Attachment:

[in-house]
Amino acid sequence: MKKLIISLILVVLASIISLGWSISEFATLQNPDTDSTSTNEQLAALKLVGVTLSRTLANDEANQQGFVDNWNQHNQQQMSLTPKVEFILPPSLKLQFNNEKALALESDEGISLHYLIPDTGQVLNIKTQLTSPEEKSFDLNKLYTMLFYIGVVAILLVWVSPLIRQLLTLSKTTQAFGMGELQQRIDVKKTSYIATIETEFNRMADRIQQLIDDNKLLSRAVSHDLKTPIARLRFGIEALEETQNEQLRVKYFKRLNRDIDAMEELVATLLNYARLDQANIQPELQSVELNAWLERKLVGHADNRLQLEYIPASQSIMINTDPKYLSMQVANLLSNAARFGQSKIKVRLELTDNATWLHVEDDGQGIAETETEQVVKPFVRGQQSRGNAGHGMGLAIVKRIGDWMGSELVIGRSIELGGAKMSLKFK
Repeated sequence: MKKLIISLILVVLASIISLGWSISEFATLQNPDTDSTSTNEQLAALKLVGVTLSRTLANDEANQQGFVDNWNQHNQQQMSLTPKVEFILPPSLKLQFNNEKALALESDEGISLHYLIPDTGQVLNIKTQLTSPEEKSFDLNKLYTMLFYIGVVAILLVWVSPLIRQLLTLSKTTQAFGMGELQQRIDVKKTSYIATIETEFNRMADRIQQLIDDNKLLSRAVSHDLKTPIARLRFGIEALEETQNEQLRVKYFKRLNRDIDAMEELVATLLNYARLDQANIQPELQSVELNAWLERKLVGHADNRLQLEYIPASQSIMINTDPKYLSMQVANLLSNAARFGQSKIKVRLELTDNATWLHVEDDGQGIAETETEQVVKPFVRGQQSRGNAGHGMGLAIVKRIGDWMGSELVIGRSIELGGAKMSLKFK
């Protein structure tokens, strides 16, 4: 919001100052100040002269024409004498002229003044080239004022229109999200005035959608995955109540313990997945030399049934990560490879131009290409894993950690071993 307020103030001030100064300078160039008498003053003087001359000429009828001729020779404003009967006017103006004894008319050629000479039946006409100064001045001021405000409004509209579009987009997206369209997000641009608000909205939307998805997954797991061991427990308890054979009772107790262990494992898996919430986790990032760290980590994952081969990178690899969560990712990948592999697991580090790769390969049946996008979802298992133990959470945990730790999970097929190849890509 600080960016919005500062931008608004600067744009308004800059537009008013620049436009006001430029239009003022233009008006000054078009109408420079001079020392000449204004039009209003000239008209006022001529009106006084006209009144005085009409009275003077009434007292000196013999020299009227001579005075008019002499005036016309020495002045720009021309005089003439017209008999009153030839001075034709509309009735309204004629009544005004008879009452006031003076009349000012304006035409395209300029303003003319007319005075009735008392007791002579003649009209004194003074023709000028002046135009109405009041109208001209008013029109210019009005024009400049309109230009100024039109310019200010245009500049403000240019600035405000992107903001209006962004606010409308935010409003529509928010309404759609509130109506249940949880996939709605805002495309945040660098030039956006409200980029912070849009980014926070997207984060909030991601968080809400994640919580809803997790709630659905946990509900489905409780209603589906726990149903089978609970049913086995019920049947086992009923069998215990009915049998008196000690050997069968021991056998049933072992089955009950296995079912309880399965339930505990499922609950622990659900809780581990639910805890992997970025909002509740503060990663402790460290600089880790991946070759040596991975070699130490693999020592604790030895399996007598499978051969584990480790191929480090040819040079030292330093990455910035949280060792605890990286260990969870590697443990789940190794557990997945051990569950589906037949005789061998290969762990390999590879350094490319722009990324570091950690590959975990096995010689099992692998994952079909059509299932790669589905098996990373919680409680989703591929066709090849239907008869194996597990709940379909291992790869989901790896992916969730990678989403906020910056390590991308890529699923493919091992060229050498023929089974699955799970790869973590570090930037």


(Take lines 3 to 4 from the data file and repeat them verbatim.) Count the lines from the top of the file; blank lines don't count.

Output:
Repeated sequence: MKKLIISLILVVLASIISLGWSISEFATLQNPDTDSTSTNEQLAALKLVGVTLSRTLANDEANQQGFVDNWNQHNQQQMSLTPKVEFILPPSLKLQFNNEKALALESDEGISLHYLIPDTGQVLNIKTQLTSPEEKSFDLNKLYTMLFYIGVVAILLVWVSPLIRQLLTLSKTTQAFGMGELQQRIDVKKTSYIATIETEFNRMADRIQQLIDDNKLLSRAVSHDLKTPIARLRFGIEALEETQNEQLRVKYFKRLNRDIDAMEELVATLLNYARLDQANIQPELQSVELNAWLERKLVGHADNRLQLEYIPASQSIMINTDPKYLSMQVANLLSNAARFGQSKIKVRLELTDNATWLHVEDDGQGIAETETEQVVKPFVRGQQSRGNAGHGMGLAIVKRIGDWMGSELVIGRSIELGGAKMSLKFK
């Protein structure tokens, strides 16, 4: 919001100052100040002269024409004498002229003044080239004022229109999200005035959608995955109540313990997945030399049934990560490879131009290409894993950690071993 307020103030001030100064300078160039008498003053003087001359000429009828001729020779404003009967006017103006004894008319050629000479039946006409100064001045001021405000409004509209579009987009997206369209997000641009608000909205939307998805997954797991061991427990308890054979009772107790262990494992898996919430986790990032760290980590994952081969990178690899969560990712990948592999697991580090790769390969049946996008979802298992133990959470945990730790999970097929190849890509 600080960016919005500062931008608004600067744009308004800059537009008013620049436009006001430029239009003022233009008006000054078009109408420079001079020392000449204004039009209003000239008209006022001529009106006084006209009144005085009409009275003077009434007292000196013999020299009227001579005075008019002499005036016309020495002045720009021309005089003439017209008999009153030839001075034709509309009735309204004629009544005004008879009452006031003076009349000012304006035409395209300029303003003319007319005075009735008392007791002579003649009209004194003074023709000028002046135009109405009041109208001209008013029109210019009005024009400049309109230009100024039109310019200010245009500049403000240019600035405000992107903001209006962004606010409308935010409003529509928010309404759609509130109506249940949880996939709605805002495309945040660098030039956006409200980029912070849009980014926070997207984060909030991601968080809400994640919580809803997790709630659905946990509900489905409780209603589906726990149903089978609970049913086995019920049947086992009923069998215990009915049998008196000690050997069968021991056998049933072992089955009950296995079912309880399965339930505990499922609950622990659900809780581990639910805890992997970025909002509740503060990663402790460290600089880790991946070759040596991975070699130490693999020592604790030895399996007598499978051969584990480790191929480090040819040079030292330093990455910035949280060792605890990286260990969870590697443990789940190794557990997945051990569950589906037949005789061998290969762990390999590879350094490319722009990324570091950690590959975990096995010689099992692998994952079909059509299932790669589905098996990373919680409680989703591929066709090849239907008869194996597990709940379909291992790869989901790896992916969730990678989403906020910056390590991308890529699923493919091992060229050498023929089974699955799970790869973590570090930037």